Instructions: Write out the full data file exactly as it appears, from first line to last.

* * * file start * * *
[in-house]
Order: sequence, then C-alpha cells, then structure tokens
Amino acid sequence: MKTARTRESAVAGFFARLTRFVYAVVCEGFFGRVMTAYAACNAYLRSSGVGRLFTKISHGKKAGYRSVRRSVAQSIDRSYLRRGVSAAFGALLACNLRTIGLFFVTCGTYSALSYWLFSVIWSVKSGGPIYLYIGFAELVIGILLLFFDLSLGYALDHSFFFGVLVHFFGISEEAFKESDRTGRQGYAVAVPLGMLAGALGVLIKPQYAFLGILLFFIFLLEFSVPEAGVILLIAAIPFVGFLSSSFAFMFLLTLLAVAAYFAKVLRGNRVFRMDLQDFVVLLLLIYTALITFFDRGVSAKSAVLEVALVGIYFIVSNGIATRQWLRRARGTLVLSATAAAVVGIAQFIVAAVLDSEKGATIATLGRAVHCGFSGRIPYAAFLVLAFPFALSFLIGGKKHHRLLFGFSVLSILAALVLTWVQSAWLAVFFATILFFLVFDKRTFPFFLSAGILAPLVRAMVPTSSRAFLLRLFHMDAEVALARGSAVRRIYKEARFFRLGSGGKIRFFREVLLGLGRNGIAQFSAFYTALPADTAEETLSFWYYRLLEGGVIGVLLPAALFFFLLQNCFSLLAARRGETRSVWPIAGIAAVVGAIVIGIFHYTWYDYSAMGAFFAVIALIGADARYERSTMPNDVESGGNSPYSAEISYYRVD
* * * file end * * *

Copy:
[in-house]
Order: sequence, then C-alpha cells, then structure tokens
Amino acid sequence: MKTARTRESAVAGFFARLTRFVYAVVCEGFFGRVMTAYAACNAYLRSSGVGRLFTKISHGKKAGYRSVRRSVAQSIDRSYLRRGVSAAFGALLACNLRTIGLFFVTCGTYSALSYWLFSVIWSVKSGGPIYLYIGFAELVIGILLLFFDLSLGYALDHSFFFGVLVHFFGISEEAFKESDRTGRQGYAVAVPLGMLAGALGVLIKPQYAFLGILLFFIFLLEFSVPEAGVILLIAAIPFVGFLSSSFAFMFLLTLLAVAAYFAKVLRGNRVFRMDLQDFVVLLLLIYTALITFFDRGVSAKSAVLEVALVGIYFIVSNGIATRQWLRRARGTLVLSATAAAVVGIAQFIVAAVLDSEKGATIATLGRAVHCGFSGRIPYAAFLVLAFPFALSFLIGGKKHHRLLFGFSVLSILAALVLTWVQSAWLAVFFATILFFLVFDKRTFPFFLSAGILAPLVRAMVPTSSRAFLLRLFHMDAEVALARGSAVRRIYKEARFFRLGSGGKIRFFREVLLGLGRNGIAQFSAFYTALPADTAEETLSFWYYRLLEGGVIGVLLPAALFFFLLQNCFSLLAARRGETRSVWPIAGIAAVVGAIVIGIFHYTWYDYSAMGAFFAVIALIGADARYERSTMPNDVESGGNSPYSAEISYYRVD